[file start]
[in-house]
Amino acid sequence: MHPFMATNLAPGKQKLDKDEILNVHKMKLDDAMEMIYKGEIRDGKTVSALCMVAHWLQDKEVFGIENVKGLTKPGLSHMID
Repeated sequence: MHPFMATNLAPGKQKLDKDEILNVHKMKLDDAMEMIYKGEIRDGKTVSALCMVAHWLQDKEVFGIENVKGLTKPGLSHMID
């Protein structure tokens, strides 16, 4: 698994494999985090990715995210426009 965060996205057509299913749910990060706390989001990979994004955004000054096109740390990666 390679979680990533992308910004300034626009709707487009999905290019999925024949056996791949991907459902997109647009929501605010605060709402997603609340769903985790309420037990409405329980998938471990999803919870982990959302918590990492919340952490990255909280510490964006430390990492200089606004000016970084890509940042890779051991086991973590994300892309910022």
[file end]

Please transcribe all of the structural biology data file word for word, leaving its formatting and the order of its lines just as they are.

[in-house]
Amino acid sequence: MHPFMATNLAPGKQKLDKDEILNVHKMKLDDAMEMIYKGEIRDGKTVSALCMVAHWLQDKEVFGIENVKGLTKPGLSHMID
Repeated sequence: MHPFMATNLAPGKQKLDKDEILNVHKMKLDDAMEMIYKGEIRDGKTVSALCMVAHWLQDKEVFGIENVKGLTKPGLSHMID
């Protein structure tokens, strides 16, 4: 698994494999985090990715995210426009 965060996205057509299913749910990060706390989001990979994004955004000054096109740390990666 390679979680990533992308910004300034626009709707487009999905290019999925024949056996791949991907459902997109647009929501605010605060709402997603609340769903985790309420037990409405329980998938471990999803919870982990959302918590990492919340952490990255909280510490964006430390990492200089606004000016970084890509940042890779051991086991973590994300892309910022």